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Suspicionless drug testing was also the issue in a number of cases where school boards adopted a policy requiring drug testing of employees who were involved in accidents or other job injuries. Suspicionless drug testing of employees who were injured on the job. In United Teachers of New Orleans v. Orleans Parish School Board, 142 F.3d 853 (5th Cir. 1998), the policies at issue in United Teachers, mandated suspicionless testing of school board employees who were injured on the job even if their positions were not safety sensitive and even if they were not at fault. The Fifth Circuit Court of Appeals found that school board policies that required drug testing of employees injured in the course of their employment violated the Fourth Amendment. The court stated that no special needs exception to the requirement of individualized suspicion applied; the testing did not respond to any identified problem of drug use by employees. Additionally, the court found that an insufficient nexus existed between injury and drug use. In addressing whether the testing of employees who were injured in the course of employment furthered an important government interest, the court stated: "[W]orkers chosen for testing are simultaneously under inclusive and overinclusive, remarkably so. The bite is underinclusive because only persons injured in the course of employment are to be tested. It is overinclusive because all persons injured are tested, not just persons injured under circumstances suggesting their fault. Stated another way, there is an insufficient nexus between suffering an injury at work and drug impairment. The school boards have not shown that their rules are responsive to an identified problem in drug use by teachers, teachers' aids, or clerical workers. Regardless, their general interest in a drug-free school environment is not served by these rules.” A similar situation was presented in Reno v. E. Baton Rouge Parish Sch. Bd., 2010 U.S. Dist. LEXIS 28724 (M.D. La. Mar. 23, 2010). As in United, the plaintiff's drug test was administered simply because the plaintiff was injured on the job when she was attacked by a student. Following the incident, a school board official ordered her to undergo drug and alcohol testing pursuant to the board’s policy. The teacher filed a complaint claiming a violation of her rights under the fourth, fifth and fourteenth Amendments of the U.S. Constitution. The court held in favor of the plaintiff, stating that, of all the cases cited by the parties, “only United Teachers addresses that specific criteria for suspicionless testing of teachers, and, as the court in United Teachers makes clear, there is an insufficient nexus between merely suffering an injury at work and drug impairment.” Rather than furthering any important governmental interest, rules that require drug and alcohol testing of every employee injured at work appear to do precisely what they were intended to do; support the state's generalized interest in not paying compensation claims of employees 8 226204.1 8/23/2013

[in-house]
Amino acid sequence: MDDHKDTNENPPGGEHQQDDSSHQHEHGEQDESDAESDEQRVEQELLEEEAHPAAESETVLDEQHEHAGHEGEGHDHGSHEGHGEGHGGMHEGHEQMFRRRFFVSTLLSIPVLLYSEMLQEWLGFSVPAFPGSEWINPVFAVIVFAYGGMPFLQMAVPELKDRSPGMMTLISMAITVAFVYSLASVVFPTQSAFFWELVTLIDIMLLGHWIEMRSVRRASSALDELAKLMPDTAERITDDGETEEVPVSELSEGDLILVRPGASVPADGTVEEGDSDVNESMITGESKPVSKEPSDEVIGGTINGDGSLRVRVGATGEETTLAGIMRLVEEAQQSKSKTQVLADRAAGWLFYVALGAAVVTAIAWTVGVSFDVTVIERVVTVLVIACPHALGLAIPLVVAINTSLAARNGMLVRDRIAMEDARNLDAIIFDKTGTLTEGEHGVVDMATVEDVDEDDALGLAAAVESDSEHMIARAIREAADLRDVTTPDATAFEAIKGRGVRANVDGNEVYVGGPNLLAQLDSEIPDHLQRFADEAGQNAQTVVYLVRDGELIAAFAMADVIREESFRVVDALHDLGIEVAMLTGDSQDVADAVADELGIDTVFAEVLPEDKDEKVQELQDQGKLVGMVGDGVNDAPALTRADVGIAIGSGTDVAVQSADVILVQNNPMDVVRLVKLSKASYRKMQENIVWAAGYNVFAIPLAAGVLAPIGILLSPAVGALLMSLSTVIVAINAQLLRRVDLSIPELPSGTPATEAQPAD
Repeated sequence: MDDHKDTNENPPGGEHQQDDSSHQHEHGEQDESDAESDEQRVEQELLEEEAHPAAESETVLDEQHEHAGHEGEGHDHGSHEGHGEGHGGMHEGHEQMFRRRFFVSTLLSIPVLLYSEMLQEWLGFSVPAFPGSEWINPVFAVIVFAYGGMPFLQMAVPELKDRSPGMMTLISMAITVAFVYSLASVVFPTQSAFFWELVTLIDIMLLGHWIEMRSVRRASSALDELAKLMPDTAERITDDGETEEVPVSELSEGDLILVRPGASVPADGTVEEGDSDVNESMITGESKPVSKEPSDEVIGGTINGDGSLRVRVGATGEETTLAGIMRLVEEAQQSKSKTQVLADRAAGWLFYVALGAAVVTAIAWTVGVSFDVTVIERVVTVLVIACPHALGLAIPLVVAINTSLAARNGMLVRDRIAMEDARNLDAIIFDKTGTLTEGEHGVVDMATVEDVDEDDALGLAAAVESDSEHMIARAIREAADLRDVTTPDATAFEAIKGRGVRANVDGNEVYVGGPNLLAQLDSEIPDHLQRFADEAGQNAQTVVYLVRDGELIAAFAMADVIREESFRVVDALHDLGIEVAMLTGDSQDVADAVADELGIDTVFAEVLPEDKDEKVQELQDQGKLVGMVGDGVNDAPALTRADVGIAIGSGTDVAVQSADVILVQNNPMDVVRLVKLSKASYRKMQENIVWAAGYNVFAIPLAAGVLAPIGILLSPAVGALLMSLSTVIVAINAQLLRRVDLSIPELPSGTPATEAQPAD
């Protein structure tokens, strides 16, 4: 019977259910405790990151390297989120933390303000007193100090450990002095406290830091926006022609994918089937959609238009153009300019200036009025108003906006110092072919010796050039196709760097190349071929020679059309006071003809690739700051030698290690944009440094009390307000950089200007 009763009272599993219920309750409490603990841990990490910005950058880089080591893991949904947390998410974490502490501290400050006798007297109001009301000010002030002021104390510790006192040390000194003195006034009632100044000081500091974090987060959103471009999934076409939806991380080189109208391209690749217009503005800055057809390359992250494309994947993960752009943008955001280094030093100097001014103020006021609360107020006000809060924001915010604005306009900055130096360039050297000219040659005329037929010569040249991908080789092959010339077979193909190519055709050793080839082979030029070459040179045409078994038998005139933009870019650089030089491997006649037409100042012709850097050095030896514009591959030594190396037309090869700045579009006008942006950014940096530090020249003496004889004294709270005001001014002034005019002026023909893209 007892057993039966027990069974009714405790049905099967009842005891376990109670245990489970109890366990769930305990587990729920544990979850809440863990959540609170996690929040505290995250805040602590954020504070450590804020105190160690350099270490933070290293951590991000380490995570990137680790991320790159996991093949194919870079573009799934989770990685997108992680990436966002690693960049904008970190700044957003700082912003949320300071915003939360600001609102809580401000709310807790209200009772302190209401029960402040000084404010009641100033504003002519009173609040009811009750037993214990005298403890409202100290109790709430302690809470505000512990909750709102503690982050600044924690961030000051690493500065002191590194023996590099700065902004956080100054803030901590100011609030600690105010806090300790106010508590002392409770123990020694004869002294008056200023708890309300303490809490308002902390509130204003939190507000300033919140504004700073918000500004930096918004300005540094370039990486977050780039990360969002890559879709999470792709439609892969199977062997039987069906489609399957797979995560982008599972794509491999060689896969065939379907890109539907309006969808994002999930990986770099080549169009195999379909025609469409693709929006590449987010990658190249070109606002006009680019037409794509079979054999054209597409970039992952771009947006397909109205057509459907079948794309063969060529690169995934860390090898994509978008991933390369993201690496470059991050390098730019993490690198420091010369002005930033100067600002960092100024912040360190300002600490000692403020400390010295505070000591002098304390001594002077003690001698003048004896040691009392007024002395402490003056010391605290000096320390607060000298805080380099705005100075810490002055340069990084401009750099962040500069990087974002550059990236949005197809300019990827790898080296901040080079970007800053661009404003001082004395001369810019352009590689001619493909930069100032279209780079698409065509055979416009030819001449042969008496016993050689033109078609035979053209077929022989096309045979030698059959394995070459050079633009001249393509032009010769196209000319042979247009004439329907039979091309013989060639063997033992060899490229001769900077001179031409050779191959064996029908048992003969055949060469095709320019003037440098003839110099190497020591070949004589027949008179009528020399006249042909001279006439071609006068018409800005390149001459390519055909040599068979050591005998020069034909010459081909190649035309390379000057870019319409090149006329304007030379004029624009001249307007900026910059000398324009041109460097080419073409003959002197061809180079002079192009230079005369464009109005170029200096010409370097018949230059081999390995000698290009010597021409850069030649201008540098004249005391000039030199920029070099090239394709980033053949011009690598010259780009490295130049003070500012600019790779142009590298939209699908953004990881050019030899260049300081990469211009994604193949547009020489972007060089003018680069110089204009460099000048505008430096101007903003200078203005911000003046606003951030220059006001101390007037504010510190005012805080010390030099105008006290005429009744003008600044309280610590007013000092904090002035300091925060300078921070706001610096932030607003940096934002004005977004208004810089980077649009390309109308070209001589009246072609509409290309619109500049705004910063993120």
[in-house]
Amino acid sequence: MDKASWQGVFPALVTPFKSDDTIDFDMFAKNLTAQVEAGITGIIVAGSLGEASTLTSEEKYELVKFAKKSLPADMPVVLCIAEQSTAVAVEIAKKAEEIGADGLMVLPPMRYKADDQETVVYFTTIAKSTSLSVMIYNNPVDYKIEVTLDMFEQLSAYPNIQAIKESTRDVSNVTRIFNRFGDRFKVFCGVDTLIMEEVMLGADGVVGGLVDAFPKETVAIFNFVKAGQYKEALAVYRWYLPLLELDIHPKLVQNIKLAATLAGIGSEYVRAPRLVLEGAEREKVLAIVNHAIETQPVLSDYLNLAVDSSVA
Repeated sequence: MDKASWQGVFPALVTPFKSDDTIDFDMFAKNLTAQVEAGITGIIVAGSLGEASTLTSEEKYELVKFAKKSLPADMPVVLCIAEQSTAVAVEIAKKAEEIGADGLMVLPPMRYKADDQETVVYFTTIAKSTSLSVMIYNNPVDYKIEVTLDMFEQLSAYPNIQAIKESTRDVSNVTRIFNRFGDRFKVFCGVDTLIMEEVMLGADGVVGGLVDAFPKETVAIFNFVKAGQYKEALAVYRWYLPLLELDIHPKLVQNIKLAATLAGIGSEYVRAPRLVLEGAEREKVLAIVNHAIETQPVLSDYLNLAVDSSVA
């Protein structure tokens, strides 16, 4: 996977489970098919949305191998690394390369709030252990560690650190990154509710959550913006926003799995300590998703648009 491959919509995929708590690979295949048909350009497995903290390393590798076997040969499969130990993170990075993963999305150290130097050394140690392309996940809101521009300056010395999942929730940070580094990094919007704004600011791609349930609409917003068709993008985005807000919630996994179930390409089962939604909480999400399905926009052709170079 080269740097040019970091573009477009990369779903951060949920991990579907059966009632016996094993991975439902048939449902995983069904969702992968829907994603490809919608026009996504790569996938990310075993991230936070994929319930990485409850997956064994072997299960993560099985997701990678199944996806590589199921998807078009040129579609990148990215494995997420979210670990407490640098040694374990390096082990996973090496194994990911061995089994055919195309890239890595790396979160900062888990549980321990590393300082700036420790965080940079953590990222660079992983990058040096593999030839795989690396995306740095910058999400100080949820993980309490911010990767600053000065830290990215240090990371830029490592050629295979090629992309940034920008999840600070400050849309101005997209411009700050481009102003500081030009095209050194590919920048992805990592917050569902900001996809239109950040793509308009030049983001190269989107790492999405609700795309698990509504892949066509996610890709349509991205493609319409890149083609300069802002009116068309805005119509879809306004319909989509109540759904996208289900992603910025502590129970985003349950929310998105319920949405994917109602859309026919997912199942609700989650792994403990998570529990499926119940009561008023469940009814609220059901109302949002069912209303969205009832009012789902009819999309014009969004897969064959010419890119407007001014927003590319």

whose injuries were caused by drug use. Further, the school board’s general interest in a drug-free school environment was not served by these rules. Suspicionless Testing of Applicants The privacy interest of applicants is generally considered not to be as great as those of current employees. For one, applicants have control over whether or not they will be subject to drug testing in that nothing compels them to apply for a position in the public sector. In contrast, current employees must submit to a drug test or lose their jobs. Additionally, applicants undergo back ground checks before they can be considered for a position. This also reduces their expectation of privacy. Applicants can also be required to undergo a medical examination prior to being offered a position. Drug testing is often a part of that medical examination. However, these conclusions are not universally shared and cases often depend on the nature of the position applied for. Drug-testing of applicants may be more likely upheld if the application is for a safety-sensitive position. A case in point is Chandler v. Miller, 520 U.S. 305 (1997), which involved a Georgia state law requiring candidates for designated state offices to pass a drug test. When challenged, the state cited as its compelling interest its general desire to maintain a drug-free workplace. This interest, the court held, was not sufficient to override the applicants’ privacy interest and to tip the balance in favor of drug testing. A different conclusion was reached in Loder v. City of Glendale, 14 Cal. 4th 846 (Cal. 1997) where the city had created a drug and alcohol testing program for job applicants and employees who were promoted to a different position. The court held that, insofar as the city’s program imposed a drug testing requirement on every current employee who applied for and was offered a promotion without regard to the nature of the position sought, the program was overbroad and unconstitutional. However, as to the job applicants, because the program was administered in a reasonable fashion as part of a lawful pre-employment medical examination required of every job applicant, it was constitutionally permissible. The city was found to have a significantly greater interest in testing job applicants than current employees seeking a promotion. Can the applicant contractually agree to undergo drug-testing as a condition of employment? We are not aware of any case law on this particular issue. However, under basic contract law, parties to a contract may not agree to a provision that is otherwise illegal. If such provision were challenged, the court would likely examine the legality of the drug testing by determining whether the search was “reasonable” under the circumstances and by weighing the interests of the government against the individual’s privacy interests.